teaching companies how to answer this question. However, it seems that many of them still want to focus on tactics instead of strategy.


In 1998, Stanford professor Dr. Jeffery Pfeffer published a book called “The Human Equation” and in this book he describes seven practices of successful organizations. Pfeffer came up with these practices from analyzing well researched studies of successful companies. Generation Y workers were not yet part of the work force when Pfeffer wrote his book but it is interesting to see how his recommendations for the general management of people answer many of the concerns relating to Generation Y workers. The seven practices are:


1. Employment security


Pfeffer found that in organizations that had regular layoffs, employees were not able to continue to perform at a high level. If an employee is constantly worried about losing his or her job in a round of layoffs, the incentive to work towards the long term goals of the company is eliminated. Generation Y workers are not afraid to change jobs and it is not likely that they would stay in a company where their future was threatened.

This makes management of the size of the company’s work force very important. Companies have to correctly forecast the demand for their product or service so that they will not make the mistake of hiring too many employees during good times only to have to lay them off when demand slows.


2. Selective hiring of new personnel


Pfeffer argues that employers should hire from the largest pool of people possible. The company has to have a very good understanding of what skills and attributes it needs. These skills and attributes must closely match the requirements of the particular job being hired and how the company sees itself in the world. People need to feel that the goals and beliefs of the company are compatible with their own. Pfeffer continues by saying that the company should select for basic ability and attitude instead relying solely on technical skills. The company can train new hires in technical areas much easier than it can attempt to change attitudes.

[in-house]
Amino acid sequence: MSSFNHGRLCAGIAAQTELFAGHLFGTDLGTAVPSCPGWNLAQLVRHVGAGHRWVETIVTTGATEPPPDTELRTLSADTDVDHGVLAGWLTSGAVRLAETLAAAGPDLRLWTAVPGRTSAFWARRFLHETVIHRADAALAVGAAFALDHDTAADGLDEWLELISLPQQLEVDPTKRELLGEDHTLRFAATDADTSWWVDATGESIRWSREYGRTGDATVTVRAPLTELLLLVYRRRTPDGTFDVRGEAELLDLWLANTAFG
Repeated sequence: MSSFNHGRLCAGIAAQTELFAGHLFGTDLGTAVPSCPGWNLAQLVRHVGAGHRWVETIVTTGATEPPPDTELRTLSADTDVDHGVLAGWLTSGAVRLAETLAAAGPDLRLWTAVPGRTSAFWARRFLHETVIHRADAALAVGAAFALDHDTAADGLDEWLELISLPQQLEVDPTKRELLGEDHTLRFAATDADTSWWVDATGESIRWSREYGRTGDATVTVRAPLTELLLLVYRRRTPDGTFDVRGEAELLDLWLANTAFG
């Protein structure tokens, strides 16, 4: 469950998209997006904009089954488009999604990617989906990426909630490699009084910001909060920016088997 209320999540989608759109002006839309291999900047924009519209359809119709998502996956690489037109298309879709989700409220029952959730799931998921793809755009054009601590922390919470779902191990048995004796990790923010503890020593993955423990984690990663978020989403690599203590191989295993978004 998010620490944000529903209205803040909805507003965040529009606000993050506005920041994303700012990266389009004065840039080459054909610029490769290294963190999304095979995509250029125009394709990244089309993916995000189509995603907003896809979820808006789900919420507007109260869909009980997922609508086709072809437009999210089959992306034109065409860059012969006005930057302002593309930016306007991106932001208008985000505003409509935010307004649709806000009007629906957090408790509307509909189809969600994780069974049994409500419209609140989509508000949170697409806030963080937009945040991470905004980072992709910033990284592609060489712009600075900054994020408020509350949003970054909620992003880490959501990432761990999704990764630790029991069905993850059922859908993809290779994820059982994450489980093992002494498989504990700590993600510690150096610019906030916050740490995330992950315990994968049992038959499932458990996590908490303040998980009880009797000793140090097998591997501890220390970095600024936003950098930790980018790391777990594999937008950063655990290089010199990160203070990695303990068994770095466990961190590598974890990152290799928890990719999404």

This attempt to find a better fit between employees and the work they do will appeal to Generation Y workers who are looking to work on something that matters to them. The ability to learn and improve their skills while they work will appeal to these highly capable yet inexperienced workers.


3. Self-managed teams and decentralization of decision making as the basic principles of organizational design


Pfeffer feels that team based decisions are better than decisions made by upper management in some instances. He feels that this gives each employee a more personal stake in the outcome. It also allows employees to put their ideas forward which results in better solutions to problems. Layers of management and administration jobs can be eliminated with a team based system and this reduces cost for the company.

These teams fit in well with the collaborative nature of Generation Y workers. They have an opportunity to express their ideas and use their skills to influence the outcome. Generation Y workers have skills with technology that may be lacking in some companies. This team based approach allows them to share these skills for the benefit of all employees.


4. High compensation contingent on organizational performance


Pfeffer explains that organizations cannot claim their people are the most important factor in its success and then pay them at or below the average wage in the industry. Employees are very quick to pick up on this disconnect. He explains that bonus pay is very important because employees will see the connection between their performance and the performance of the company. It is important that these bonuses be based on the performance of the team and not the individual. Individual bonuses would cause competition within the team and this would hurt cooperation among its members. -->


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